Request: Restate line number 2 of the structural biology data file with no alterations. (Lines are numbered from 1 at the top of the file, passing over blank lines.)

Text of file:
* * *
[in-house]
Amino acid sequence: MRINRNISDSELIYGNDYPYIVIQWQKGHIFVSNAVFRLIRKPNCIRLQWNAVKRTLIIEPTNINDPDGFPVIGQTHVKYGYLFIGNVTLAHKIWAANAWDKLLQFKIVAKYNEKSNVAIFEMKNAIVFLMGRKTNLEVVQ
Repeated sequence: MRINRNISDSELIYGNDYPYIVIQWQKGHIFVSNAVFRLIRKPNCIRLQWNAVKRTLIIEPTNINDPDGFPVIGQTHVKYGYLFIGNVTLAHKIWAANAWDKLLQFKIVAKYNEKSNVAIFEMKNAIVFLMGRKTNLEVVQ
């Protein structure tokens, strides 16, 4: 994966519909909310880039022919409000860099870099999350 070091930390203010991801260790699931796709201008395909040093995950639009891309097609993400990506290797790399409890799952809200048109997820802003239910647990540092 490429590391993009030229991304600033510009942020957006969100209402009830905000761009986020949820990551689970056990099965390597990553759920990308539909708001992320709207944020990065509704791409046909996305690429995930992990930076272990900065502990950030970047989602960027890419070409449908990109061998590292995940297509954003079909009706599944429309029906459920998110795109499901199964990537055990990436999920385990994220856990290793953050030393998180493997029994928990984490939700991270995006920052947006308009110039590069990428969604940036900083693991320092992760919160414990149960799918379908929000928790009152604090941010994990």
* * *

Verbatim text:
Amino acid sequence: MRINRNISDSELIYGNDYPYIVIQWQKGHIFVSNAVFRLIRKPNCIRLQWNAVKRTLIIEPTNINDPDGFPVIGQTHVKYGYLFIGNVTLAHKIWAANAWDKLLQFKIVAKYNEKSNVAIFEMKNAIVFLMGRKTNLEVVQ